In order to understand human experiences, qualitative researchers ask how and why as opposed to how much or how many. Inasmuch as there are so many diverse types of people, groups, and organizations to investigate, there are varied methods as to which a researcher might use to learn about them.
The purpose of this paper is to provide a general overview of five research designs and to compare and contrast the writing styles, data collection and analysis process, as well as the role of a researcher, of each research method.
Summary of research designs
Narrative research is rooted in the study of stories told by participants about specific events, or a series of events. This type of study focuses on one individual, sometimes two and relies mostly on interviews as the method for collecting data (Creswell, 2013). There are many types of narratives, some dating back to the beginning of civilization.
These approaches include: a life history, an oral history, biographical study, and an autoethnography (Creswell, 2013). Phenomenology Research focuses on shared experiences of participants as it relates to a specified phenomenon. Researchers listen to the stories of participants, grouping material, identify themes, and analyzing that data to make inferences about the phenomenon (Campbell, 2011). There are two major types of phenomenological research: hermeneutic and transcendental (Creswell, 2013). Hermeneutic phenomenology refers to the interpreting of texts of lived experiences.
This concept can be summed up as “understanding human action in context” (Willis, 2007, p. 104). Throughout this type of study, researchers will look for themes. Transcendental phenomenology, however, does not necessarily focus on the interpretation, but more on descriptions presented by participants (Creswell, 2013). Grounded Theory is a method of qualitative research that has its roots in sociology and is used by many researchers in the fields of social sciences, including education.
This method focuses on the development of a theory based on the actions or process of a group of people. There are two distinct schools of thought in how the process should occur: systematically, or more of a constructivist approach. Either approach, data is collected by interviewing participants, generally 20-60, and then the data is analyzed by a series of coding processes: open, axial, and selective. When all is said and done, the researcher will have developed a theory (Creswell, 2013). Ethnography research has its roots in early 20th-century cultural anthropology, but has since expanded to more diverse fields of study. An ethnography details a group of people that share a culture.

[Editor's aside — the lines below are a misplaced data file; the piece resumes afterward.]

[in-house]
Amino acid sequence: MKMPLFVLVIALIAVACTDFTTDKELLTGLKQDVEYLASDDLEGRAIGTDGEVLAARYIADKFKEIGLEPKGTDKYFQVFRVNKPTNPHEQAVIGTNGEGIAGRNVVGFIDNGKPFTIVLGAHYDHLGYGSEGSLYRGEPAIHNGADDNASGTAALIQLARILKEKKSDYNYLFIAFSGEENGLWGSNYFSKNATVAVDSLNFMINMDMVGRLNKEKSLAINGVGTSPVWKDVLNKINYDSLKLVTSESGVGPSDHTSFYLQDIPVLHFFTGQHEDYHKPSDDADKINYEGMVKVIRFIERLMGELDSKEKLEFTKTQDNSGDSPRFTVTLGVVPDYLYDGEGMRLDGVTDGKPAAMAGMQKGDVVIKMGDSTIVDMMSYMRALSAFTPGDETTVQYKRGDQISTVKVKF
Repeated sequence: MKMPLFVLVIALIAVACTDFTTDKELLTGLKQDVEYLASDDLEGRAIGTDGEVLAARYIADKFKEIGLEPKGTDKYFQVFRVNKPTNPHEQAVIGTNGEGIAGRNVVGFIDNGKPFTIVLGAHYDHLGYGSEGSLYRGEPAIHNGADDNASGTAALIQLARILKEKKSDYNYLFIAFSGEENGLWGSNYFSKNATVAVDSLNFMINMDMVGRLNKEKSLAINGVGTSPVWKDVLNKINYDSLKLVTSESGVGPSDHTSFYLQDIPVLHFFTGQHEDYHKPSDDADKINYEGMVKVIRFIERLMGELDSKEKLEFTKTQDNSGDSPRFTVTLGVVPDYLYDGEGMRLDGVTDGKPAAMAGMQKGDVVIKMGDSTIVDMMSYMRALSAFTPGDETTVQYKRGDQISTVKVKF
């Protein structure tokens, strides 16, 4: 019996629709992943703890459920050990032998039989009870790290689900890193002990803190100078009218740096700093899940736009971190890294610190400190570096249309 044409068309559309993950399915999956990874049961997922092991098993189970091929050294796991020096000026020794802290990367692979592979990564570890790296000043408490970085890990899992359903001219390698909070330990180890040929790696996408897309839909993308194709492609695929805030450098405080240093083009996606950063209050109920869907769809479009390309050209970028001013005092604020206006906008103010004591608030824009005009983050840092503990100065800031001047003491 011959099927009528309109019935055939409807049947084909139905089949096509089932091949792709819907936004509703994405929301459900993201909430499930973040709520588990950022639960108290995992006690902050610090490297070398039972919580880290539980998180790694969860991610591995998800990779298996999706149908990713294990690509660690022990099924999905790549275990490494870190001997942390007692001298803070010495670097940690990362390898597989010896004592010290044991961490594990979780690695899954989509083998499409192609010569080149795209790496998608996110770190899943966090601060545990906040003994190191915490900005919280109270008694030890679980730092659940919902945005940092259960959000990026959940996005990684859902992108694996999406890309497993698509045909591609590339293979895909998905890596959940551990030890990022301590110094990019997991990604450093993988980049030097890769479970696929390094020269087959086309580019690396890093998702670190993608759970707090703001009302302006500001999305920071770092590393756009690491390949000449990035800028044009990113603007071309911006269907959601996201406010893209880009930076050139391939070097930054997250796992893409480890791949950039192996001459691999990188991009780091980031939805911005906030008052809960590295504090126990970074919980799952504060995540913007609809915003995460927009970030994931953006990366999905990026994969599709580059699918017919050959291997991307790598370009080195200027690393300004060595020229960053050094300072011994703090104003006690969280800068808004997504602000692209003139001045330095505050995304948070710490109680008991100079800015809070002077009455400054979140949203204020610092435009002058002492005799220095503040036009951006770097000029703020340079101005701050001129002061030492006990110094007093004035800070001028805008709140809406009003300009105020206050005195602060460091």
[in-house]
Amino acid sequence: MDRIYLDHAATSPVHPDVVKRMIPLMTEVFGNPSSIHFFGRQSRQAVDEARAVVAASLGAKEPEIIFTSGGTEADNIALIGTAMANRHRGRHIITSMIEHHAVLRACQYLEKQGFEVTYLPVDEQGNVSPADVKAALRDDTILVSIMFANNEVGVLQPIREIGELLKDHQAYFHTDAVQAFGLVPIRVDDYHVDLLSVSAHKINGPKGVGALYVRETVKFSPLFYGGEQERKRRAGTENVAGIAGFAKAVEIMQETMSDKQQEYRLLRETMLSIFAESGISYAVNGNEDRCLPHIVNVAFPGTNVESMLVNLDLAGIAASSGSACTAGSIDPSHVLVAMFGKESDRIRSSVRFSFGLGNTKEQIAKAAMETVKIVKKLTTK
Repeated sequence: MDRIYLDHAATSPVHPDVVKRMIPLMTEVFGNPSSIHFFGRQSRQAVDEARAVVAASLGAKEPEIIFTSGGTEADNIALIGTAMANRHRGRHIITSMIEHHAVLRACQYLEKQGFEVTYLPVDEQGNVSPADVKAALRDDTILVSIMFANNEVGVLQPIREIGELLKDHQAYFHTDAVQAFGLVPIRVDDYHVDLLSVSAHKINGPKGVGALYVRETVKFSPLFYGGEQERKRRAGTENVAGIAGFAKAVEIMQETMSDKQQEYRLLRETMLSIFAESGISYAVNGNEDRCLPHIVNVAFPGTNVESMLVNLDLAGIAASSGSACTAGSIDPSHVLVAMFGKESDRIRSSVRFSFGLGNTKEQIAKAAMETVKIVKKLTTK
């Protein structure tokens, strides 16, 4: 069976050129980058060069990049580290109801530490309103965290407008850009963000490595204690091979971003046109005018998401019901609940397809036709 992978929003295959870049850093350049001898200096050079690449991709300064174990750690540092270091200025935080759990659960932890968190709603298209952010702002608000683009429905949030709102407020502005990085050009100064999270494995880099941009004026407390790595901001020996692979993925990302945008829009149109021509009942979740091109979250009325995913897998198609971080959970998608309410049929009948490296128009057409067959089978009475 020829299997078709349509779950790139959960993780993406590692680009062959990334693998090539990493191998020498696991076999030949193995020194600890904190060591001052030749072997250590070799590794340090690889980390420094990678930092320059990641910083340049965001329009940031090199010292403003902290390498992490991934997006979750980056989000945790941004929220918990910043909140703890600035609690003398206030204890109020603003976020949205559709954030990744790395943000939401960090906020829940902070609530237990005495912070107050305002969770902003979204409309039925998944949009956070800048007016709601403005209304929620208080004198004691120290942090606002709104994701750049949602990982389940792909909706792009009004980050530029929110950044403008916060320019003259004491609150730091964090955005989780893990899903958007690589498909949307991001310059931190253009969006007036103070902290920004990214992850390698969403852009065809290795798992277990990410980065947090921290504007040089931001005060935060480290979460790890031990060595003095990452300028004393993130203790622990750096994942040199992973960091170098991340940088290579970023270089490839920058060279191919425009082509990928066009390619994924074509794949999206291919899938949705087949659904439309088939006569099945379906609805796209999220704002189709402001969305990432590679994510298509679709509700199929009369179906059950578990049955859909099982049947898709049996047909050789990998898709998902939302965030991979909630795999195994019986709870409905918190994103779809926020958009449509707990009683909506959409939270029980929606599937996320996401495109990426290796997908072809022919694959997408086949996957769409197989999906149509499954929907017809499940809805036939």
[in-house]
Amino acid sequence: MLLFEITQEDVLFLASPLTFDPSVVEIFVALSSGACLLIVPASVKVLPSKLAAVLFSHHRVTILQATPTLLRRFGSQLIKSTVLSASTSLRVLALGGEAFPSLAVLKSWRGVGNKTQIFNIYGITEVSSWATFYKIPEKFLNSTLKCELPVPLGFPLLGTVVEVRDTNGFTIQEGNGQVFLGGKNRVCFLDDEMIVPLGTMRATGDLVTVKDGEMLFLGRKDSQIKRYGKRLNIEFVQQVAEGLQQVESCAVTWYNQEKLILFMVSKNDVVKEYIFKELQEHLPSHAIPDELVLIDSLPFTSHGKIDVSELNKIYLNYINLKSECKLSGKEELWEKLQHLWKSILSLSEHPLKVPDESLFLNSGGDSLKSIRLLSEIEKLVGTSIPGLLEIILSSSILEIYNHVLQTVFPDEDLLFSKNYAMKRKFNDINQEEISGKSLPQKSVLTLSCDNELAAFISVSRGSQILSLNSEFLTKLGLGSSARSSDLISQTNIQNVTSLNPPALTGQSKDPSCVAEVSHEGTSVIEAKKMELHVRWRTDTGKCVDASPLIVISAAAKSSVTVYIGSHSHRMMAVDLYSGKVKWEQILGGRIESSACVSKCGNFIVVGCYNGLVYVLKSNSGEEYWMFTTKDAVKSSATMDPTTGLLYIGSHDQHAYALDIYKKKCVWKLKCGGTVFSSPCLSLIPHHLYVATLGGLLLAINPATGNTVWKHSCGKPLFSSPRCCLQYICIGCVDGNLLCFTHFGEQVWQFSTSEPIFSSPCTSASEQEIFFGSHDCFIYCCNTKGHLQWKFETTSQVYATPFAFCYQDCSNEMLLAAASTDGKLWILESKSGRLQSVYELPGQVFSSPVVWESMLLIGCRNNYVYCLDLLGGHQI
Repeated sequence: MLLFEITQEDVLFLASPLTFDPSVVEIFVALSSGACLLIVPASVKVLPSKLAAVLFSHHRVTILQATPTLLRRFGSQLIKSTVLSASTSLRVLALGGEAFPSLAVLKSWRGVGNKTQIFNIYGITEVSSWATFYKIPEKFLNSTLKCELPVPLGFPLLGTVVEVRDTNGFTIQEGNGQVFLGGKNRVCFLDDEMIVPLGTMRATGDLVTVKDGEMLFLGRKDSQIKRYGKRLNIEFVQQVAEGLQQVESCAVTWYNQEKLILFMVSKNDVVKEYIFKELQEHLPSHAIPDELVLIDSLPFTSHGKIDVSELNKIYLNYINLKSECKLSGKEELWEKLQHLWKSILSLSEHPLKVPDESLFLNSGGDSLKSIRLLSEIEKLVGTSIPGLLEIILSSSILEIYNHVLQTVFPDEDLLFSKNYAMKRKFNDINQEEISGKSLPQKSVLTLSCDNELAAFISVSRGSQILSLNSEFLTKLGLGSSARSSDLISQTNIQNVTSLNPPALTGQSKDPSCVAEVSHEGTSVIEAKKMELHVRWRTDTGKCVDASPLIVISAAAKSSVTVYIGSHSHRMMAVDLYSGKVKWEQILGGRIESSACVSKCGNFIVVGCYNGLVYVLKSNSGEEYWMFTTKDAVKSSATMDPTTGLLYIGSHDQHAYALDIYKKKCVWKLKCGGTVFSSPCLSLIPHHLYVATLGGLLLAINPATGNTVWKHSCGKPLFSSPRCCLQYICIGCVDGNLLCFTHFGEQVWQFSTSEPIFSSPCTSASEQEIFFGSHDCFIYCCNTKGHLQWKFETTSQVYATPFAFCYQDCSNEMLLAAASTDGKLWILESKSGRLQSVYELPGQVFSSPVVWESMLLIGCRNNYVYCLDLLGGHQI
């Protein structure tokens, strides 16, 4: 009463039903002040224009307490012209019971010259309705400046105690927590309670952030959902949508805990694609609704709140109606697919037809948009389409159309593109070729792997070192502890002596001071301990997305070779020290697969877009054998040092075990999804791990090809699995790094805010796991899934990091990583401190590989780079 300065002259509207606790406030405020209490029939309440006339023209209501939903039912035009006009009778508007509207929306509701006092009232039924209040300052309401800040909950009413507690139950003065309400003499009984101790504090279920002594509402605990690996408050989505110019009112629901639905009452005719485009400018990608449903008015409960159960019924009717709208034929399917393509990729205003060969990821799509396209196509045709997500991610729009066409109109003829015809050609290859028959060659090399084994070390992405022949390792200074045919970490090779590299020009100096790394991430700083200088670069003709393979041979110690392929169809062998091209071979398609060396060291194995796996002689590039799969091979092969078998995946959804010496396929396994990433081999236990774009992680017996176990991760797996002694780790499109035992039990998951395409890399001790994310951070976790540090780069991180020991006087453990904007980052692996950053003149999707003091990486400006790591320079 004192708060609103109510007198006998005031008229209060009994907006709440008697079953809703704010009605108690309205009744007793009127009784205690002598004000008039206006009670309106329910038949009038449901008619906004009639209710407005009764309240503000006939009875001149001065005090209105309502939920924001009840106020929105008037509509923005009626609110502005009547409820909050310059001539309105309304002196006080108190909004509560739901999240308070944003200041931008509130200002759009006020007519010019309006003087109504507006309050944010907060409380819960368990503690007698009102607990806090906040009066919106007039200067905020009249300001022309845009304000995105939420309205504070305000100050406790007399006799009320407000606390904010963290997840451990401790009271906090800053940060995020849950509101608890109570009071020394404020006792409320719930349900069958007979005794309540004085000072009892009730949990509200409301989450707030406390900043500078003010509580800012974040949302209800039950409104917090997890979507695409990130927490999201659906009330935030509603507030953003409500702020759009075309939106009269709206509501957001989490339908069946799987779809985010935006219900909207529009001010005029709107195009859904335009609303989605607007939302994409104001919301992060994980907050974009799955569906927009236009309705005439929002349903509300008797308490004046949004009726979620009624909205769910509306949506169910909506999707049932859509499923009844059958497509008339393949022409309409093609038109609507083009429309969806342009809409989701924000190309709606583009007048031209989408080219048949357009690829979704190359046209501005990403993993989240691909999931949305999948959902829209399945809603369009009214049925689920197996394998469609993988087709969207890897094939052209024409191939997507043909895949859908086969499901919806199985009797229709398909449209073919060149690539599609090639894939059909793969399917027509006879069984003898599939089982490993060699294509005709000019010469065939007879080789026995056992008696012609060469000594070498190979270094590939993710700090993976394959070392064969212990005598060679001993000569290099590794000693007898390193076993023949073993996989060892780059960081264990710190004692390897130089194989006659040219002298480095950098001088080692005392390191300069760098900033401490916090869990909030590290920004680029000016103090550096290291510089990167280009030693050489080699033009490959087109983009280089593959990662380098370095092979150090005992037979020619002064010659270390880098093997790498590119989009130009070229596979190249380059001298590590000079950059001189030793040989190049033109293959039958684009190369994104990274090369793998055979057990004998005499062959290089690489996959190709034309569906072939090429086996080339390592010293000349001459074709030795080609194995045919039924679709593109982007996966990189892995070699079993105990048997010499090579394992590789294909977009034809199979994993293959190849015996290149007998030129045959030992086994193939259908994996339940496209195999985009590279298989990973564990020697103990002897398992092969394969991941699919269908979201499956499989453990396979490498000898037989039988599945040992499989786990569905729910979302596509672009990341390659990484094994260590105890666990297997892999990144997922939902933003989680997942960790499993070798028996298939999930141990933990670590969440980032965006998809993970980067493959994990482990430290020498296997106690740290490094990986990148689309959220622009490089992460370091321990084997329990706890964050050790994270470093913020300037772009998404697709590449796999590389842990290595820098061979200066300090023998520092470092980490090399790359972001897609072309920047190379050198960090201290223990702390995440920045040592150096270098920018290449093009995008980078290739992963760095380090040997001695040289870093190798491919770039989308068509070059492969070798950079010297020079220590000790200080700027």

Most studies involve large groups of people (however, not a requirement), over a long period of time. Data are collected by extensive observations, even to the point of researcher immersion. The published study will include extensive details about patterns of values, behavior, and language of the shared-culture group. Beyond reporting the details, the research will make inferences regarding the behaviors and interactions of the group members (Creswell, 2013).
The study of ethnography is so vast that it has its own academic journal. Published by SAGE Journals, Ethnography is a peer reviewed journal that provides ethnographic findings, theories, and critiques (SAGE 2016) . Made popular by famous psychologists, case studies involve the intentional study of real-life, current contexts, over a set amount of time and the collection of in-depth data including interviews, observations, and documents (Creswell, 2013). This focus of the case could be based on an individual, small group, or an organization, depending on the research question.
The role of the researcher
In all methods of qualitative research, the researcher’s personal experiences, biases, and prejudices must be addresses. Even their personality may affect the outcome of the results. So it is critical that the researcher use sound data to ensure quality of the research process and valid results (McCusker & Gunaydin, 2015). In each method of design, the researcher spends a great deal of time interviewing participants, and sometimes, immersing themselves in the lives of the participants. There are, however, some distinct differences between the different design methods.